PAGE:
Elisabeth Noelle-Neumann, co-founder of the Institut für Demoskopie, Allensbach on the cover of Der Spiegel (October 1953).
Elisabeth Noelle-Neumann, co-founder of the Institut für Demoskopie, Allensbach on the cover of Der Spiegel (October 1953).
The Allensbach Institute, through its publications and the tireless work of its co-founder, Elisabeth Noelle-Neumann, fostered this notion more assertively than did EMNID. How else to understand the decision by the Institute to publish a compilation of its opinion research for an English-speaking audience? Noelle-Neumann and her husband introduced the 1967 publication of The Germans: Public Opinion Polls 1947-1966 with the observation that “This is not a portrayal of the Germans based on second or third hand reports; it is the nation’s own description of itself” (The Germans vii). The Neumanns described this self-assessment of the German people as a useful corrective to the assumptions of foreign observers. “The editors feel … that the most fruitful attribute of this publication is the fact that it disproves, or at least casts doubt on, stereotype judgments of a nation by its neighbors. The Germans, on account of their role in world politics over the past century, have at times been exposed to collective repudiation, more than any other nation, with the inevitable consequence that the entire population was identified with small ruling groups … only the self-portrayal of groups in the form of poll results can project a picture that is comparatively objective” (ix). The authors presented opinion research as the means by which Germans clarified their identities to themselves and to international observers. They also noted the public opinion research would be impossible in anything other than a democracy—thereby resting their case that there could be an lingering concerns about West Germany. The Germans was thus a multi-leveled vindication of the postwar West German public, and a clear attempt to sever that public from any continued association with National Socialism.

Sarah Igo, and, more recently, Jill Lepore, among others, have brought to life the biases and assumptions that often shaped the carrying out and reporting of polls. Yet in practice, historians frequently continue to refer to poll results as stable sources for understanding popular experiences of history. Of course, in many cases poll results do provide insights that would otherwise be completely unobtainable; yet they can never stand completely on their own.

The polling institutes that emerged in West Germany after 1945 were themselves quite aware of the malleability of polls. The Allensbach Institute led the charge in identifying, publicizing, and even exploiting biases contained within certain question formulations. Noelle-Neumann commented in a letter exchange with another researcher that the results for one survey on anti-Semitism in West Germany had to be understood in context: the questions in the survey had been crafted in order to evoke higher levels of anti-Semitism to gauge possibility rather than everyday attitudes – again, they were searching for the extremes rather than the average (Noelle-Neumann to Diedrich Osmer, 26 Jan. 1954, Korrespondenz mit Instituten, 1951- , Archive of the Institut für Sozialforschung, Frankfurt). Noelle-Neumann observed in a later address at a global congress of opinion researchers that question construction remained the crux of her work. Despite the attention paid to the accuracy of various sampling methods—the debate between those favoring random versus quota sampling raged throughout the 1950s—she argued that question construction that was more likely to prompt enormous shifts in responses.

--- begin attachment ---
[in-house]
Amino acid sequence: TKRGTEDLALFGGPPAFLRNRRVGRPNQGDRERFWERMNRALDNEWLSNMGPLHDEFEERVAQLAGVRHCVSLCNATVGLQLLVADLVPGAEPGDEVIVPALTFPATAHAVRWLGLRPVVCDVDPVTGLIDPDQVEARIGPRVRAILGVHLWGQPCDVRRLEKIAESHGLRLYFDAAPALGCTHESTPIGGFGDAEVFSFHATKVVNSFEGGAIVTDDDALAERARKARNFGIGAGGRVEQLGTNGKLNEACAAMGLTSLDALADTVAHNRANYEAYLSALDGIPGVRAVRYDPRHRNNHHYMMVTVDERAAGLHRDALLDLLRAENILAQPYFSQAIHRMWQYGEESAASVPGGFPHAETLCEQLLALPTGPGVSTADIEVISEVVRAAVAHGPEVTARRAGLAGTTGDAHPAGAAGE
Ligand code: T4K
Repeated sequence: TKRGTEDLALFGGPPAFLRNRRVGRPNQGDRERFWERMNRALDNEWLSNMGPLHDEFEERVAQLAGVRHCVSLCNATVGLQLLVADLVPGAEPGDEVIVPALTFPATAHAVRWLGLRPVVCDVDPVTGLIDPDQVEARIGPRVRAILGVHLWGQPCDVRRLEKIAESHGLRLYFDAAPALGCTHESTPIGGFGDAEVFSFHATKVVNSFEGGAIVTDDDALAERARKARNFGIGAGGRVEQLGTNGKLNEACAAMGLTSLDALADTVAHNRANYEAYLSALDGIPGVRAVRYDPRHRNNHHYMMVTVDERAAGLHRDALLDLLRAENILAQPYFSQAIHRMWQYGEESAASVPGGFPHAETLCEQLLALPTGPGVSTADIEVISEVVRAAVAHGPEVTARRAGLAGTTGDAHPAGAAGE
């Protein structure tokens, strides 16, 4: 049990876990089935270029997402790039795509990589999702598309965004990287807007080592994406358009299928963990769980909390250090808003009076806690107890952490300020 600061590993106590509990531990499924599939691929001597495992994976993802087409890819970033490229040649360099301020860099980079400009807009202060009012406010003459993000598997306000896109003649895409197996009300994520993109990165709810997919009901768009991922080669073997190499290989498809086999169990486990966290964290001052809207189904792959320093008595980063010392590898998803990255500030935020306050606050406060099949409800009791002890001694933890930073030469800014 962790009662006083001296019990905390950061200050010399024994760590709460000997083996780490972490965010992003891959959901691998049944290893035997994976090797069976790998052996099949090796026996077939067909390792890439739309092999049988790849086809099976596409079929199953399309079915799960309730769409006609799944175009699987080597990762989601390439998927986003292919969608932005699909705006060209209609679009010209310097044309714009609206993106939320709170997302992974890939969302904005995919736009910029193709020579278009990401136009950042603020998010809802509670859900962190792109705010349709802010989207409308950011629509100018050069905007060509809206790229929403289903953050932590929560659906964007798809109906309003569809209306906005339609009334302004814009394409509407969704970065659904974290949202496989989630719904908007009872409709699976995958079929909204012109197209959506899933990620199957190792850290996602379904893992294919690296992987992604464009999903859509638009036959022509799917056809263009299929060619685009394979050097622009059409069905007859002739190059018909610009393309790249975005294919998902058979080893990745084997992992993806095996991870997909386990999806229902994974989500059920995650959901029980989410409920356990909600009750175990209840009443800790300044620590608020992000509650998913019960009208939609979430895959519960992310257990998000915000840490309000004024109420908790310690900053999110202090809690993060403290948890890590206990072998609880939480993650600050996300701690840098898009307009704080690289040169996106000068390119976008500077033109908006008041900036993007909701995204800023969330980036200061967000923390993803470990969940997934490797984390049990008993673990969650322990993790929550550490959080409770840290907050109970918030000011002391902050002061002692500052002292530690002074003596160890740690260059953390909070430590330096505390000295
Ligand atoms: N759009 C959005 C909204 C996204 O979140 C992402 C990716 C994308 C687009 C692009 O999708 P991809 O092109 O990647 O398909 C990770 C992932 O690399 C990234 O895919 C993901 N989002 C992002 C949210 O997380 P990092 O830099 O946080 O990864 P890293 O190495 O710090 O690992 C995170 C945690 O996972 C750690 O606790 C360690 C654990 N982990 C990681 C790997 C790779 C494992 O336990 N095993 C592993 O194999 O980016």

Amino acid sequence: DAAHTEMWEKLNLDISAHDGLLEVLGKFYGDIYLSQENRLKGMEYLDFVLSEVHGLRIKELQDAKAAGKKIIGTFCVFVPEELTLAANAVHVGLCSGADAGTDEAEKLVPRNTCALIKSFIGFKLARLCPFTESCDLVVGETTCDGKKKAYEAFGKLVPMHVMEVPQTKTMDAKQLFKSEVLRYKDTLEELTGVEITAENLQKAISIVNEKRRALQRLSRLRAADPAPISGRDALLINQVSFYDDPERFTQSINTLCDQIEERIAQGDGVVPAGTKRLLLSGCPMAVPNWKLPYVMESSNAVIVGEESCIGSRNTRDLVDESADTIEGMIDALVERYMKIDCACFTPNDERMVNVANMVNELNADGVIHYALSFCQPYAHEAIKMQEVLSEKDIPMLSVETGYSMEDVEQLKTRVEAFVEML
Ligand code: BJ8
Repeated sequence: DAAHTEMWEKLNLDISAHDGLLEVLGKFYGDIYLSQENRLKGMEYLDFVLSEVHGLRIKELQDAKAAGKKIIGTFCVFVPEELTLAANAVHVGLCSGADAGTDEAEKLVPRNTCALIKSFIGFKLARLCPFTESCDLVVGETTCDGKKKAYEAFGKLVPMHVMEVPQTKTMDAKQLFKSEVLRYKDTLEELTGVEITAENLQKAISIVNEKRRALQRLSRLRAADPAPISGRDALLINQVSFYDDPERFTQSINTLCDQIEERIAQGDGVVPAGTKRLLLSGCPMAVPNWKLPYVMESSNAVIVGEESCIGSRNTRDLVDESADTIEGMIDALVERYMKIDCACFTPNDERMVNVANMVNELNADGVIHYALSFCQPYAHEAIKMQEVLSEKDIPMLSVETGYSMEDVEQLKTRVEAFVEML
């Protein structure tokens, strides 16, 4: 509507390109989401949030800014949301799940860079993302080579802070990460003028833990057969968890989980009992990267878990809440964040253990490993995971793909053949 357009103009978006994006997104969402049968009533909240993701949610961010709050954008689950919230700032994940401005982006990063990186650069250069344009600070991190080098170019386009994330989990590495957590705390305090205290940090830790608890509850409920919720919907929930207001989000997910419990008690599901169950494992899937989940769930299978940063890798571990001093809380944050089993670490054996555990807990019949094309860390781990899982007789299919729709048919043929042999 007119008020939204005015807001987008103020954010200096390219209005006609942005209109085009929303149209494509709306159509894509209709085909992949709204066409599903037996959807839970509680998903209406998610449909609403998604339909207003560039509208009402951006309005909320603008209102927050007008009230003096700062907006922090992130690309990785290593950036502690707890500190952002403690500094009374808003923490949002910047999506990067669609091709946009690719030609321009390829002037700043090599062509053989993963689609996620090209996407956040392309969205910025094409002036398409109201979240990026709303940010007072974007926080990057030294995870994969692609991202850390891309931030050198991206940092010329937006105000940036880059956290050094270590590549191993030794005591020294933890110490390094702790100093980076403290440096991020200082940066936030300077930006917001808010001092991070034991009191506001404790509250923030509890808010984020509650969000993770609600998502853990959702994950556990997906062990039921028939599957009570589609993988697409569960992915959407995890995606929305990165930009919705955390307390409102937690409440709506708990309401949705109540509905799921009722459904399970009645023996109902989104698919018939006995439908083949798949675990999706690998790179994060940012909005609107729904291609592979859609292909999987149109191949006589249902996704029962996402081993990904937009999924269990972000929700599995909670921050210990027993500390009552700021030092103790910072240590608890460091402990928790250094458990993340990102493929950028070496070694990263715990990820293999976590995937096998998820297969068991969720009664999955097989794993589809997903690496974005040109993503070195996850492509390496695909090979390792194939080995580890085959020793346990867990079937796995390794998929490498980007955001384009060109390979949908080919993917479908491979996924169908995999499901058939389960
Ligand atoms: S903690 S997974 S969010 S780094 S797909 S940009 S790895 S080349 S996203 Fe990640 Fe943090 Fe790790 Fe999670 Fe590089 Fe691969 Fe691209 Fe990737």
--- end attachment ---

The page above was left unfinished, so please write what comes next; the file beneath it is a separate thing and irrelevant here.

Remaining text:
However, for Noelle-Neumann and other opinion researchers, this element did not make polls any less “scientific.” And as Anja Kruke has shown, for the media outlets that were increasingly hungry for “news” of any sort, the subjective aspects of polls did not make them any less desirable.

In the second half of the twentieth century, there were also frequent attempts to develop comparative studies of European nations based on opinion polls. Such projects were made easier by the spread of the American Gallup Institute into Western Europe through partnerships with extant native institutes. For example, EMNID became Gallup’s West German affiliate in 1955, and in 1962 the institute carried out the polling in West Germany for a study on opinions about a European community, commissioned by the Press and Information Office of the European Community. European integration proceeded in tandem with the Europeanization of public opinion research. At the forefront was West Germany and West Germans, whose views on rearmament, anti-Semitism, and refugees, among other topics, were (and remain) a pressing concern for those within and beyond German borders.

Sonja Ostrow is a PhD Candidate at Vanderbilt University and a Review Editor at H-German. Her dissertation examines the use of empirical opinion research to measure and influence political change in Germany after World War II.

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Wilhelm Reich: A Disappointed Utopian

by guest contributor Zachary Levine

Wilhelm Reich, later in life (Wikimedia Commons)
Wilhelm Reich, later in life (Wikimedia Commons)